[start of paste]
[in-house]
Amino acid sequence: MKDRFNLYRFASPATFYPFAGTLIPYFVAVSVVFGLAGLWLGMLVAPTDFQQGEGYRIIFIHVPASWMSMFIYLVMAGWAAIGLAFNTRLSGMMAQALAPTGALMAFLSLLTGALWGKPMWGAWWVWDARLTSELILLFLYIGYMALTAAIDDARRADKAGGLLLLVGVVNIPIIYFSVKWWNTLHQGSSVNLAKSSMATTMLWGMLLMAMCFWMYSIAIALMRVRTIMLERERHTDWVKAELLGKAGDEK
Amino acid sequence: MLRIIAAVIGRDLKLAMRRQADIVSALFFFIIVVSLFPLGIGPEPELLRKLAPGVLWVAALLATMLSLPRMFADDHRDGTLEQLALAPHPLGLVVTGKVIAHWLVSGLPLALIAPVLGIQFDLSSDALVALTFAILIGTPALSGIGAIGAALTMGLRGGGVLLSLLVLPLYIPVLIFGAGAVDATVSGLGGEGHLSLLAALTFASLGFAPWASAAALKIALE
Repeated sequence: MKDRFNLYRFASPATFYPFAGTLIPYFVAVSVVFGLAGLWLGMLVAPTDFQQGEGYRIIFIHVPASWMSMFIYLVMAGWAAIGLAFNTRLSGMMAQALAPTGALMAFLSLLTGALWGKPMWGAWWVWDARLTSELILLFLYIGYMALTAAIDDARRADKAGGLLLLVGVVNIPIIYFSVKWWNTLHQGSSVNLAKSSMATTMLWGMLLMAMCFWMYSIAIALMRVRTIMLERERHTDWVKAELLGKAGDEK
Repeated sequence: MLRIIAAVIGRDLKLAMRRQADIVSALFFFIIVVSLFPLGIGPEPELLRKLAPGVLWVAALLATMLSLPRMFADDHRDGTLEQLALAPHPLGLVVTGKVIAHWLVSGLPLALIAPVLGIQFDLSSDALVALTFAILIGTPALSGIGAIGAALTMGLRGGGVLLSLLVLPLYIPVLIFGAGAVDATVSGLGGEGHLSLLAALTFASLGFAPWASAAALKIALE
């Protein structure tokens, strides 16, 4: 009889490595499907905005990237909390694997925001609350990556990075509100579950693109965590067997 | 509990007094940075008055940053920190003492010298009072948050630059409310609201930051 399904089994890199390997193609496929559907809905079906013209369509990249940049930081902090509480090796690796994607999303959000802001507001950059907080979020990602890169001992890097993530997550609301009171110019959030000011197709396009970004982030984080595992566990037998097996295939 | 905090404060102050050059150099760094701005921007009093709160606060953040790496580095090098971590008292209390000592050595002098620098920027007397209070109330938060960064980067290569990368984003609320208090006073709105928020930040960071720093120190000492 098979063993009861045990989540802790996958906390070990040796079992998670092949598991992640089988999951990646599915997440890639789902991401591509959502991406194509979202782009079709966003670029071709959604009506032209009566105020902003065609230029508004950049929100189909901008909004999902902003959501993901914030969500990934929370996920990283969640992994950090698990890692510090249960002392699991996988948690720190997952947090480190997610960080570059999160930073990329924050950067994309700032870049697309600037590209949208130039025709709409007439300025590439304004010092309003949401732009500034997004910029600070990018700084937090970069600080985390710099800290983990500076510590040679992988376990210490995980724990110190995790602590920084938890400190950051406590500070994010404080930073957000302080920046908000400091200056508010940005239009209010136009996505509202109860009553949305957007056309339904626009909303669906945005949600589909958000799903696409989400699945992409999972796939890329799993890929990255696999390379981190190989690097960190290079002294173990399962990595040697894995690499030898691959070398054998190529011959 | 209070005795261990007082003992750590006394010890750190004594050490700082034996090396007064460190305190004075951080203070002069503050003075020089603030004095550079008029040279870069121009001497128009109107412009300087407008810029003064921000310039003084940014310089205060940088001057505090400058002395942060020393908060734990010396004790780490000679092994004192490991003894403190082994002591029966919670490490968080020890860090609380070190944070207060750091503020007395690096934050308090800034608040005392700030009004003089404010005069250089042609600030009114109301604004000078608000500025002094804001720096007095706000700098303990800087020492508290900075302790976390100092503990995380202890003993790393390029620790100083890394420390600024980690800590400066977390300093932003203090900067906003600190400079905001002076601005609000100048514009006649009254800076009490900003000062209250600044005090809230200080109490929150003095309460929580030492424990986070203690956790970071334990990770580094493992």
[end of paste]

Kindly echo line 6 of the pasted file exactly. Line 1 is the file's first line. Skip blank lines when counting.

């Protein structure tokens, strides 16, 4: 009889490595499907905005990237909390694997925001609350990556990075509100579950693109965590067997 | 509990007094940075008055940053920190003492010298009072948050630059409310609201930051 399904089994890199390997193609496929559907809905079906013209369509990249940049930081902090509480090796690796994607999303959000802001507001950059907080979020990602890169001992890097993530997550609301009171110019959030000011197709396009970004982030984080595992566990037998097996295939 | 905090404060102050050059150099760094701005921007009093709160606060953040790496580095090098971590008292209390000592050595002098620098920027007397209070109330938060960064980067290569990368984003609320208090006073709105928020930040960071720093120190000492 098979063993009861045990989540802790996958906390070990040796079992998670092949598991992640089988999951990646599915997440890639789902991401591509959502991406194509979202782009079709966003670029071709959604009506032209009566105020902003065609230029508004950049929100189909901008909004999902902003959501993901914030969500990934929370996920990283969640992994950090698990890692510090249960002392699991996988948690720190997952947090480190997610960080570059999160930073990329924050950067994309700032870049697309600037590209949208130039025709709409007439300025590439304004010092309003949401732009500034997004910029600070990018700084937090970069600080985390710099800290983990500076510590040679992988376990210490995980724990110190995790602590920084938890400190950051406590500070994010404080930073957000302080920046908000400091200056508010940005239009209010136009996505509202109860009553949305957007056309339904626009909303669906945005949600589909958000799903696409989400699945992409999972796939890329799993890929990255696999390379981190190989690097960190290079002294173990399962990595040697894995690499030898691959070398054998190529011959 | 209070005795261990007082003992750590006394010890750190004594050490700082034996090396007064460190305190004075951080203070002069503050003075020089603030004095550079008029040279870069121009001497128009109107412009300087407008810029003064921000310039003084940014310089205060940088001057505090400058002395942060020393908060734990010396004790780490000679092994004192490991003894403190082994002591029966919670490490968080020890860090609380070190944070207060750091503020007395690096934050308090800034608040005392700030009004003089404010005069250089042609600030009114109301604004000078608000500025002094804001720096007095706000700098303990800087020492508290900075302790976390100092503990995380202890003993790393390029620790100083890394420390600024980690800590400066977390300093932003203090900067906003600190400079905001002076601005609000100048514009006649009254800076009490900003000062209250600044005090809230200080109490929150003095309460929580030492424990986070203690956790970071334990990770580094493992």